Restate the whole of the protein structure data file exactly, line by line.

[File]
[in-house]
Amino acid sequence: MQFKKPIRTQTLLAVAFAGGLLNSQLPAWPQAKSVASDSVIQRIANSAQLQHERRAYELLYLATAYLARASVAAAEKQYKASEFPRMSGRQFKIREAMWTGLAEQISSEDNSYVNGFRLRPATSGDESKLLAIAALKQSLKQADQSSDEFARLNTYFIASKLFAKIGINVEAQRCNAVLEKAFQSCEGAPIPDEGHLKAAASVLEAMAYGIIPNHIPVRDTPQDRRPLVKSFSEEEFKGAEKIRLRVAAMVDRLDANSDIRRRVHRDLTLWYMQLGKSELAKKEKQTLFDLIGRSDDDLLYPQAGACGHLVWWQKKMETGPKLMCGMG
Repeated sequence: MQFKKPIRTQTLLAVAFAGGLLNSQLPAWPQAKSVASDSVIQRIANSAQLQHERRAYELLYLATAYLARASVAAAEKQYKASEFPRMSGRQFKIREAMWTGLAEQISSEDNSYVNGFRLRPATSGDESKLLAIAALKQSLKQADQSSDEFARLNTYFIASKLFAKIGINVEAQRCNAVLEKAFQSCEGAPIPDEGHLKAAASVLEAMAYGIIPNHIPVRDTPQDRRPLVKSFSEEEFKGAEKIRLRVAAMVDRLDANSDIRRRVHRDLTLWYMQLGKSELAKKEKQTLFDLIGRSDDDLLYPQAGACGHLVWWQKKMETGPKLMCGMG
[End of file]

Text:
[in-house]
Amino acid sequence: MQFKKPIRTQTLLAVAFAGGLLNSQLPAWPQAKSVASDSVIQRIANSAQLQHERRAYELLYLATAYLARASVAAAEKQYKASEFPRMSGRQFKIREAMWTGLAEQISSEDNSYVNGFRLRPATSGDESKLLAIAALKQSLKQADQSSDEFARLNTYFIASKLFAKIGINVEAQRCNAVLEKAFQSCEGAPIPDEGHLKAAASVLEAMAYGIIPNHIPVRDTPQDRRPLVKSFSEEEFKGAEKIRLRVAAMVDRLDANSDIRRRVHRDLTLWYMQLGKSELAKKEKQTLFDLIGRSDDDLLYPQAGACGHLVWWQKKMETGPKLMCGMG
Repeated sequence: MQFKKPIRTQTLLAVAFAGGLLNSQLPAWPQAKSVASDSVIQRIANSAQLQHERRAYELLYLATAYLARASVAAAEKQYKASEFPRMSGRQFKIREAMWTGLAEQISSEDNSYVNGFRLRPATSGDESKLLAIAALKQSLKQADQSSDEFARLNTYFIASKLFAKIGINVEAQRCNAVLEKAFQSCEGAPIPDEGHLKAAASVLEAMAYGIIPNHIPVRDTPQDRRPLVKSFSEEEFKGAEKIRLRVAAMVDRLDANSDIRRRVHRDLTLWYMQLGKSELAKKEKQTLFDLIGRSDDDLLYPQAGACGHLVWWQKKMETGPKLMCGMG